Most of us couldn’t sing even if our lives depended on it. But for Nizar Fares, current director of Boston College’s Middle East Ensemble, it was the thing that almost got him killed.
In 1999, three years after winning Studio El-Fan, a Lebanese talent show similar to The Voice, Fares was invited to perform in Libya. Little did he know, one of the spectators would be Muammar Gaddafi, then the dictator of Libya. Infatuated with his performance, Gaddafi demanded that Fares record one of Gaddafi’s personally written pieces. After remaining in Libya to record two of Gaddafi’s songs, Fares prepared to depart back to his home in Lebanon. Unfortunately, returning home would prove to be a lot more difficult than that.
Fares was told to remain in his hotel, and then was prohibited from leaving his room indefinitely.
“I didn’t know why back then, and I had to stay cool because they might have good intentions,” Fares said. “But after 30 days, I was facing death every day because, you know, it’s Gaddafi. Many leaders got into that country and disappeared so, who am I?”
He was on the verge of complete starvation, refusing to eat for four days at a time in fear that his captors were poisoning his food. The only thing that got him through, Fares said, was praying, reading the Bible, and playing his oud, a Middle Eastern instrument similar to the guitar. He was eventually released, but only after 30 days of persistent physical, mental, and emotional suffering.
He plummeted into a deep depression. Being held hostage, unsure of whether or not he would make it to the next day, had a profound effect on Fares.
His dejection persisted. Fares hoped to spawn a successful singing career after winning Studio El-Fan along with continuing his academic pursuits. But these dreams were crumbling in his feelings of helplessness and despair.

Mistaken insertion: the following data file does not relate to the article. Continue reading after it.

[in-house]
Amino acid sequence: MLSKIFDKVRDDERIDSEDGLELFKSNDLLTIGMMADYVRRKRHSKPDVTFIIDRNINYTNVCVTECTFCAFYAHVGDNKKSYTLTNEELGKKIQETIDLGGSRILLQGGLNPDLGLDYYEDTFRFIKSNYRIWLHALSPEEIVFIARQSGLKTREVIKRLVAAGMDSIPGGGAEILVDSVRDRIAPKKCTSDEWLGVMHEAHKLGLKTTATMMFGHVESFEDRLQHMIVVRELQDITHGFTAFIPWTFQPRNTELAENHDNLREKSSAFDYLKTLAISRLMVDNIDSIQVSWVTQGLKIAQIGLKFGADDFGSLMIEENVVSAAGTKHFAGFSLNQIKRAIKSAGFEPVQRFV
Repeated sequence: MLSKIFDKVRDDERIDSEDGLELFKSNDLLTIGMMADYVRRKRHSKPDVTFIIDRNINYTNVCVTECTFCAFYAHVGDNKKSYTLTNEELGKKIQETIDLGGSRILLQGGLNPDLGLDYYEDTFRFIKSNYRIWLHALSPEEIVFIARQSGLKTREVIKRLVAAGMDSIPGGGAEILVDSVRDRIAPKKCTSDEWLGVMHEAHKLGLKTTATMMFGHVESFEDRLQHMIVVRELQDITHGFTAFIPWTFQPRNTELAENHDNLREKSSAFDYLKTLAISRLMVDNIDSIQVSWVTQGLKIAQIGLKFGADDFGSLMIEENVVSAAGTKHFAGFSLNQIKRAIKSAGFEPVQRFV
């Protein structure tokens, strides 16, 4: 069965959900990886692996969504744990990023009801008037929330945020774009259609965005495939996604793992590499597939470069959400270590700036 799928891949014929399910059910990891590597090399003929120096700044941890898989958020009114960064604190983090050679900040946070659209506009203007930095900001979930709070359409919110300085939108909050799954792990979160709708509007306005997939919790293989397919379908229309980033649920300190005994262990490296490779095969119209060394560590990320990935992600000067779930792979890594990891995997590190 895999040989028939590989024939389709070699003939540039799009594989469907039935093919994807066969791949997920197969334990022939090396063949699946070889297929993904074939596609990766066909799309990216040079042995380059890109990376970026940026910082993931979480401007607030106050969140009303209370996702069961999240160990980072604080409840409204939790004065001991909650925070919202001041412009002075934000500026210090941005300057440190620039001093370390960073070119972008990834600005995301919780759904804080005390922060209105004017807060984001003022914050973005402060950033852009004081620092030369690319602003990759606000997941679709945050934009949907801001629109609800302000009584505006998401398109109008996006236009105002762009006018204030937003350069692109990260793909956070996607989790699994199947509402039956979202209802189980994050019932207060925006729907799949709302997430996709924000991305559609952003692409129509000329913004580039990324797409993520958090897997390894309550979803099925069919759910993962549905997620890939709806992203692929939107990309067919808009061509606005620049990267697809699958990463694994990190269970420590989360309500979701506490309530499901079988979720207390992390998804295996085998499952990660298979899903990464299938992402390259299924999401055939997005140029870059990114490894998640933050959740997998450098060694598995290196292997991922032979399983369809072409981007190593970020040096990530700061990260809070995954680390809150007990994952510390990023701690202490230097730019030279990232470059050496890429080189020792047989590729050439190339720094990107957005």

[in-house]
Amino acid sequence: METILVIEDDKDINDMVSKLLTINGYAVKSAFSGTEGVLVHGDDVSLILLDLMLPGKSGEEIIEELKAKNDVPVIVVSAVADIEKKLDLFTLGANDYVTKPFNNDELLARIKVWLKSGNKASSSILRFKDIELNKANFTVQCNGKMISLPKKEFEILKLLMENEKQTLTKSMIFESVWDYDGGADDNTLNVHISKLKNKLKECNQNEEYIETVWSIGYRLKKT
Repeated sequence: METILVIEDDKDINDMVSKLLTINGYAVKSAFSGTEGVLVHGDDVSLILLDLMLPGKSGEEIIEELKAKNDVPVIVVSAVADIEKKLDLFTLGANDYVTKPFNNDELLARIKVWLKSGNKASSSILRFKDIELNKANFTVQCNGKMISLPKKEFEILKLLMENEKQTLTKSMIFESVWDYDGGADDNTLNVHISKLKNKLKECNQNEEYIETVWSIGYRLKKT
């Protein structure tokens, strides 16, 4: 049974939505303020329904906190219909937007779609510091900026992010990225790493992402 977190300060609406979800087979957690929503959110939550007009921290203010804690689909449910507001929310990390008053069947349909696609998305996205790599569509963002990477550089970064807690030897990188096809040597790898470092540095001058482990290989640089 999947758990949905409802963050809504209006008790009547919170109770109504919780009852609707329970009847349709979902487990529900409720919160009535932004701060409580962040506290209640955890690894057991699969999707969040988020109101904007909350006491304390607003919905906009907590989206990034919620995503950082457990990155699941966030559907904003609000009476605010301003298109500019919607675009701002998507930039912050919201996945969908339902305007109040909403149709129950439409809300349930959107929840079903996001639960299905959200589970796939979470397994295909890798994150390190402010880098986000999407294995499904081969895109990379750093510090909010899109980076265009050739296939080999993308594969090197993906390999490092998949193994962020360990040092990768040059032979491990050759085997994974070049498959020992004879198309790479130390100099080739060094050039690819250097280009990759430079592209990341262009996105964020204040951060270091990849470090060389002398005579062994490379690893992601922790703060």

His faith, however, persisted. Fares continued to pray and read the bible, and two months after being released from Libya, came across the Gospel of Matthew 6:26.
“It talks about the lilies and the birds, and how he is able to feed them and take care of them and how they are much better,” Fares said. “So I prayed that prayer. ‘Lord if I am much better than birds and lilies, and you are able to take care of them, then you are definitely able to take care of me.’”
Any young and successful artist develops a sort of ego, Fares noted. When he began his singing career, he admitted, his drive was for the fame, the wealth, the music videos, and the like. But after being held hostage and experiencing two months of utter despair, on the night he read Matthew 6:26, Fares redirected his gaze.
“On that night I told Him, ‘It’s not me anymore, it’s you,'” Fares said. “So I slept that night, and I woke up a new human. No trace of depression. I was full of joy and full of peace.”
From that day forward, Fares dedicated his voice to God, becoming fully immersed in his new vision, mission, and ministry. He recorded three Christian songs that year, all hits within a week. Fares has since recorded 14 Christian albums, three of which are for children.